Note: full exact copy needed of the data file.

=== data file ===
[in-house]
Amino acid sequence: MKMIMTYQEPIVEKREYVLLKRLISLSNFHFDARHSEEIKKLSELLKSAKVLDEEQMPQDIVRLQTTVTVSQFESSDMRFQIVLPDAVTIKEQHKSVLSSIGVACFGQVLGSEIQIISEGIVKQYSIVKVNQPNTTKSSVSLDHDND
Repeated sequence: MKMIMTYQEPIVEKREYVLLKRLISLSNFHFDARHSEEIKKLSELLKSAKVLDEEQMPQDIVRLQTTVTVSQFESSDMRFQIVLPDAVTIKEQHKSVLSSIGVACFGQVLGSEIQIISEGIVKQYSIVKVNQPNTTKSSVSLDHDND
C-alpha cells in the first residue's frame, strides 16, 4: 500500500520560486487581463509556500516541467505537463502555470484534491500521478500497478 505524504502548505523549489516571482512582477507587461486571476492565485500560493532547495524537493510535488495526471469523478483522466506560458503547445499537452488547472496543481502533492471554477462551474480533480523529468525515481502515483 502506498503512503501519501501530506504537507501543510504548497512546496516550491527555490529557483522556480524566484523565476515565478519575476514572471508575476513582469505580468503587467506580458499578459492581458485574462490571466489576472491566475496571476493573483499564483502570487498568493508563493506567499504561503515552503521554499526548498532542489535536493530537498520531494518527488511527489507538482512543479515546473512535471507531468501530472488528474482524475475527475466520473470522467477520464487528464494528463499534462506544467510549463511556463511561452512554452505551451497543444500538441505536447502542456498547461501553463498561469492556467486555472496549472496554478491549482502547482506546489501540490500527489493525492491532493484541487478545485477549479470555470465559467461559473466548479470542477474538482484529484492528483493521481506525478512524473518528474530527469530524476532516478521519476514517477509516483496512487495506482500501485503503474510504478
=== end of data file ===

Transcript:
[in-house]
Amino acid sequence: MKMIMTYQEPIVEKREYVLLKRLISLSNFHFDARHSEEIKKLSELLKSAKVLDEEQMPQDIVRLQTTVTVSQFESSDMRFQIVLPDAVTIKEQHKSVLSSIGVACFGQVLGSEIQIISEGIVKQYSIVKVNQPNTTKSSVSLDHDND
Repeated sequence: MKMIMTYQEPIVEKREYVLLKRLISLSNFHFDARHSEEIKKLSELLKSAKVLDEEQMPQDIVRLQTTVTVSQFESSDMRFQIVLPDAVTIKEQHKSVLSSIGVACFGQVLGSEIQIISEGIVKQYSIVKVNQPNTTKSSVSLDHDND
C-alpha cells in the first residue's frame, strides 16, 4: 500500500520560486487581463509556500516541467505537463502555470484534491500521478500497478 505524504502548505523549489516571482512582477507587461486571476492565485500560493532547495524537493510535488495526471469523478483522466506560458503547445499537452488547472496543481502533492471554477462551474480533480523529468525515481502515483 502506498503512503501519501501530506504537507501543510504548497512546496516550491527555490529557483522556480524566484523565476515565478519575476514572471508575476513582469505580468503587467506580458499578459492581458485574462490571466489576472491566475496571476493573483499564483502570487498568493508563493506567499504561503515552503521554499526548498532542489535536493530537498520531494518527488511527489507538482512543479515546473512535471507531468501530472488528474482524475475527475466520473470522467477520464487528464494528463499534462506544467510549463511556463511561452512554452505551451497543444500538441505536447502542456498547461501553463498561469492556467486555472496549472496554478491549482502547482506546489501540490500527489493525492491532493484541487478545485477549479470555470465559467461559473466548479470542477474538482484529484492528483493521481506525478512524473518528474530527469530524476532516478521519476514517477509516483496512487495506482500501485503503474510504478